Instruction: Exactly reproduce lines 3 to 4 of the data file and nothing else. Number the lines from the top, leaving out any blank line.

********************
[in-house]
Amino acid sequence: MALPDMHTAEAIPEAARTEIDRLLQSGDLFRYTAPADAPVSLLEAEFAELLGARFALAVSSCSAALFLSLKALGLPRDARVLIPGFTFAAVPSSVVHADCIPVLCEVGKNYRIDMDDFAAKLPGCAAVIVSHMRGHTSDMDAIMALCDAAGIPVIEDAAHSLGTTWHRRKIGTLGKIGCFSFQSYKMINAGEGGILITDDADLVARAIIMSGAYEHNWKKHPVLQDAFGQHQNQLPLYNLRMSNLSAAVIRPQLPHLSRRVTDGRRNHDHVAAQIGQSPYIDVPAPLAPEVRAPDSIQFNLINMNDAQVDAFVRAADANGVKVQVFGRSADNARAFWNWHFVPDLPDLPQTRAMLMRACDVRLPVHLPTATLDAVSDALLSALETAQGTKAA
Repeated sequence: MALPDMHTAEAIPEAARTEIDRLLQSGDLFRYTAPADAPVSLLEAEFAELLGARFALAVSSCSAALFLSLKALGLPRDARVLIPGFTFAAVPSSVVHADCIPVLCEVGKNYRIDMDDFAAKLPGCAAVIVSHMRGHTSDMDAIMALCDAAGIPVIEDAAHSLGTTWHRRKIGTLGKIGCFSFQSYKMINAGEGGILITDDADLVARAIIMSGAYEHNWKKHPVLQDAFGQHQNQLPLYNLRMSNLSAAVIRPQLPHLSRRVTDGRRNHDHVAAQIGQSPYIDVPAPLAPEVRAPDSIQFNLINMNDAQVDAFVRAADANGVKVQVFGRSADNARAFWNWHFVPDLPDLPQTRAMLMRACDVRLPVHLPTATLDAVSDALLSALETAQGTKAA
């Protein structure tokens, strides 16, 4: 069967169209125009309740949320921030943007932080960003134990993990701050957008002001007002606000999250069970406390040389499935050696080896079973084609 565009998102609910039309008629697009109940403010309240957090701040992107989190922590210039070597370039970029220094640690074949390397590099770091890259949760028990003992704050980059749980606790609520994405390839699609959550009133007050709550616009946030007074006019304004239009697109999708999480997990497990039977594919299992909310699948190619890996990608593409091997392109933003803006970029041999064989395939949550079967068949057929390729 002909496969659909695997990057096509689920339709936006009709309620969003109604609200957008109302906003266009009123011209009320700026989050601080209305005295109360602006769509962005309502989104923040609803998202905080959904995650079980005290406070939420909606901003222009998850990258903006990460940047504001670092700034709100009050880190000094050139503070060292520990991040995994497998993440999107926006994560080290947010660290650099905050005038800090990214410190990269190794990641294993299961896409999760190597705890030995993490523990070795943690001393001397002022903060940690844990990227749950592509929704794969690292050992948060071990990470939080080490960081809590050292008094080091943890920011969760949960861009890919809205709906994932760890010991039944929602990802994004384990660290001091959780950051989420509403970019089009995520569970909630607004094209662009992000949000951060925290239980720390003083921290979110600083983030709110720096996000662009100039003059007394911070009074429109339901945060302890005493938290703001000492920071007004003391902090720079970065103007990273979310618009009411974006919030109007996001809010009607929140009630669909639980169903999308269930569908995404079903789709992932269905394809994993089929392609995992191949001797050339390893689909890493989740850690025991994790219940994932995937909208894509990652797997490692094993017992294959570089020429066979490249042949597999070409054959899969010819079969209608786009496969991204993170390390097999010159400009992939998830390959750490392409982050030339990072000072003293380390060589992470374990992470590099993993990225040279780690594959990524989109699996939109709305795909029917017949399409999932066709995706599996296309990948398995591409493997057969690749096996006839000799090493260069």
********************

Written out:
Repeated sequence: MALPDMHTAEAIPEAARTEIDRLLQSGDLFRYTAPADAPVSLLEAEFAELLGARFALAVSSCSAALFLSLKALGLPRDARVLIPGFTFAAVPSSVVHADCIPVLCEVGKNYRIDMDDFAAKLPGCAAVIVSHMRGHTSDMDAIMALCDAAGIPVIEDAAHSLGTTWHRRKIGTLGKIGCFSFQSYKMINAGEGGILITDDADLVARAIIMSGAYEHNWKKHPVLQDAFGQHQNQLPLYNLRMSNLSAAVIRPQLPHLSRRVTDGRRNHDHVAAQIGQSPYIDVPAPLAPEVRAPDSIQFNLINMNDAQVDAFVRAADANGVKVQVFGRSADNARAFWNWHFVPDLPDLPQTRAMLMRACDVRLPVHLPTATLDAVSDALLSALETAQGTKAA
């Protein structure tokens, strides 16, 4: 069967169209125009309740949320921030943007932080960003134990993990701050957008002001007002606000999250069970406390040389499935050696080896079973084609 565009998102609910039309008629697009109940403010309240957090701040992107989190922590210039070597370039970029220094640690074949390397590099770091890259949760028990003992704050980059749980606790609520994405390839699609959550009133007050709550616009946030007074006019304004239009697109999708999480997990497990039977594919299992909310699948190619890996990608593409091997392109933003803006970029041999064989395939949550079967068949057929390729 002909496969659909695997990057096509689920339709936006009709309620969003109604609200957008109302906003266009009123011209009320700026989050601080209305005295109360602006769509962005309502989104923040609803998202905080959904995650079980005290406070939420909606901003222009998850990258903006990460940047504001670092700034709100009050880190000094050139503070060292520990991040995994497998993440999107926006994560080290947010660290650099905050005038800090990214410190990269190794990641294993299961896409999760190597705890030995993490523990070795943690001393001397002022903060940690844990990227749950592509929704794969690292050992948060071990990470939080080490960081809590050292008094080091943890920011969760949960861009890919809205709906994932760890010991039944929602990802994004384990660290001091959780950051989420509403970019089009995520569970909630607004094209662009992000949000951060925290239980720390003083921290979110600083983030709110720096996000662009100039003059007394911070009074429109339901945060302890005493938290703001000492920071007004003391902090720079970065103007990273979310618009009411974006919030109007996001809010009607929140009630669909639980169903999308269930569908995404079903789709992932269905394809994993089929392609995992191949001797050339390893689909890493989740850690025991994790219940994932995937909208894509990652797997490692094993017992294959570089020429066979490249042949597999070409054959899969010819079969209608786009496969991204993170390390097999010159400009992939998830390959750490392409982050030339990072000072003293380390060589992470374990992470590099993993990225040279780690594959990524989109699996939109709305795909029917017949399409999932066709995706599996296309990948398995591409493997057969690749096996006839000799090493260069």